DJ /rupture – Minesweeper Suite

Minesweeper Suite

DJ /ruptureMinesweeper Suite Tigerbeat6 MEOW045 (2002)

Did you know that there are really only two kinds of people? Well, there are.  One kind are globalists, who believe in a overarching hierarchy of things, with all people and things with each in its place and, axiomatically, problems arise from people and things being out of place (or unhappy with their place).  The other kind are universalists who think that basically everybody is equal, with everyone and everything having direct access to participate in life and society and problems arise when people and things are denied equal treatment.  While there are degrees of each, these are very obviously mutually exclusive positions.  Guess which side DJ /rupture’s music falls on?  The latter, or course.  Minesweeper Suite is a DJ mix album that splices together music from around the globe, putting it all on an equal footing.  In a way, this is precisely the kind of thinking explored in Michael Denning‘s book Noise Uprising, about music in the early days of electrical recording technology.  DJ /rupture (born Jace Clayton) looks for connections between music from different parts of the planet, and opportunities for complementary mappings for the beats and melodies and timbres.  So, in a way, this is music that seeks to locate a universal folk music, inclusive of, well, everything (sort-of).  It maybe stops short of including all kinds of music — this is mostly the music made by and for the poor, the humble, the minority, and those outside the grip of hegemonic global media, which translates to the music of the Global South.  But isn’t that precisely what somebody interested in universalism would do, break from the globalist system that imposes a narrow band of “mainstream” music on everyone else?  The alternative to all that that Minesweeper Suite presents is a rootless music that easily floats among many possibilities.  Whatever bits of “mainstream” music are included in the mix tend to get no special privilege, but are also given honorable and supportive treatment.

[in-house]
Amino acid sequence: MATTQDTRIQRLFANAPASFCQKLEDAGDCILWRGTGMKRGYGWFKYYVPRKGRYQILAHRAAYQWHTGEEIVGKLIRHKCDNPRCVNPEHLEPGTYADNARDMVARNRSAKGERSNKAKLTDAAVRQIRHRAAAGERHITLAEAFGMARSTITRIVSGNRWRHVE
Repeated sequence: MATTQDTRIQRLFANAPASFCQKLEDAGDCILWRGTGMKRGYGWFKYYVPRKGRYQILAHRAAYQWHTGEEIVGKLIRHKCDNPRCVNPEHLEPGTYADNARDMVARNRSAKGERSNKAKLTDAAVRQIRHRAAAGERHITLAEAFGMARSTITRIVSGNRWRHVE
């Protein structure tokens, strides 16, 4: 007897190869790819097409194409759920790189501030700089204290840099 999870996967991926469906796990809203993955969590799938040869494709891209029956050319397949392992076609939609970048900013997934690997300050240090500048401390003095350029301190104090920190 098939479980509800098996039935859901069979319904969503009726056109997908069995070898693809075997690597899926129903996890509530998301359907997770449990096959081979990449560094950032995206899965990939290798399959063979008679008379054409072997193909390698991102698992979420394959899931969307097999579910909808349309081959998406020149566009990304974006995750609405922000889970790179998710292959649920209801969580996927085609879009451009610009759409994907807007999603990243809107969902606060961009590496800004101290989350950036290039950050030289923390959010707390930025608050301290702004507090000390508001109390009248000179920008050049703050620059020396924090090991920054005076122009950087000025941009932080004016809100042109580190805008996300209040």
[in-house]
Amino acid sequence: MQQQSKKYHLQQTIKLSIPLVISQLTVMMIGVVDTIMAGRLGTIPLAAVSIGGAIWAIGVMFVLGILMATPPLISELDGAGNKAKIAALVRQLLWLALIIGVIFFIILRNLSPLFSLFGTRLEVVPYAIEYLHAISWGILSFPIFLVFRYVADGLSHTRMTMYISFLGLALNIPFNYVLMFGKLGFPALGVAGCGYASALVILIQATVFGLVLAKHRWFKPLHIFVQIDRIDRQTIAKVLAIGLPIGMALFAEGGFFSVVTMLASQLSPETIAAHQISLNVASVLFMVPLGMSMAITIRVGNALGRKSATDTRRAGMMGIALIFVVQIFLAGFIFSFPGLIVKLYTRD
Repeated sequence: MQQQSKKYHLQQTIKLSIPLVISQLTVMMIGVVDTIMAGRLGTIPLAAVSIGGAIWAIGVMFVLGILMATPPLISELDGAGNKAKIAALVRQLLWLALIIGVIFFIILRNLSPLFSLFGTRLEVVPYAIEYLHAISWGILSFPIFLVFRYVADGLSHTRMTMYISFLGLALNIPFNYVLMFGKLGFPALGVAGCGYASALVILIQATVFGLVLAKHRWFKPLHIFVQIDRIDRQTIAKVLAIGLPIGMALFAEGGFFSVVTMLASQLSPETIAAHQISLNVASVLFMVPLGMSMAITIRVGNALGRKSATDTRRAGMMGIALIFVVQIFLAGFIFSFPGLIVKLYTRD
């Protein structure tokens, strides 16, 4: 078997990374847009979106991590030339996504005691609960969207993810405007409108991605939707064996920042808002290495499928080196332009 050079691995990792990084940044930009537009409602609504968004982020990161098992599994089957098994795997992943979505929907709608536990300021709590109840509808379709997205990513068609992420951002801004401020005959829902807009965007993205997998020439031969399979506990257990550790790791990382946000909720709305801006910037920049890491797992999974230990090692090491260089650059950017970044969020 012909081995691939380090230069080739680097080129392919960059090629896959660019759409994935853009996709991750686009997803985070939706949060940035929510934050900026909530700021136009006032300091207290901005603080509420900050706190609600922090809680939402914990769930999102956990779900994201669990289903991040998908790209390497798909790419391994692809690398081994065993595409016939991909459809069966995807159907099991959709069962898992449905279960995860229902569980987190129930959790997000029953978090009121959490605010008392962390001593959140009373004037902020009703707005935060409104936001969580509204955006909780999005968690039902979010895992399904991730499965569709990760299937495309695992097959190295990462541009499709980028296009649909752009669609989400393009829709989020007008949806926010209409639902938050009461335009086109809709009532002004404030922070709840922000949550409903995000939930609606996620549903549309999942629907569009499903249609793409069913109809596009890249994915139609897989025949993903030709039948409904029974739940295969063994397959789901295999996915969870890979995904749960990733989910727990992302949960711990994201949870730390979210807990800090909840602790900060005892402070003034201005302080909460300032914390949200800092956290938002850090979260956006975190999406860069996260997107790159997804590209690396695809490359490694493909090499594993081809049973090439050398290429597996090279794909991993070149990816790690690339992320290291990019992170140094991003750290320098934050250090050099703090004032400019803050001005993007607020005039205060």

In a 2008 essay, DJ /rupture said this about his genre of turntablist music:

“DJed music develops in the great centers: London, New York, Paris. But the artists make much of their living in forays to the periphery. To state culture bureaus, our music sounds like art and the ‘avant-garde,’ a means of prestige. To kids coming of age in a world of technology and unhinged capitalism, our music seems to sound the way global capital is—liquid, international, porous, and sped-up.

Yet our sounds are also a vocabulary for those who detest the walled-off concentrations of wealth, and steal property back: the collectives that build their own sound systems, stage free parties, and invite DJs to perform. The international DJ becomes emblematic of global capitalism’s complicated cultural dimension.”

As for the specifics of the music, there is a lot of Jamaican stuff, Indian, North African, and old and new American R&B and soul.  The bass tends to feel loud, to the point of developing a round, liquid and kind of giggling effect, with a noisy, overdriven edge.  At times it creates a foreboding quality, almost like the good parts are buried under a impossibly massive and impenetrable deluge, though most of the time the music has a hopeful quality that looks toward promising possibilities.

You can download this album (and others) for free from DJ /rupture’s web site.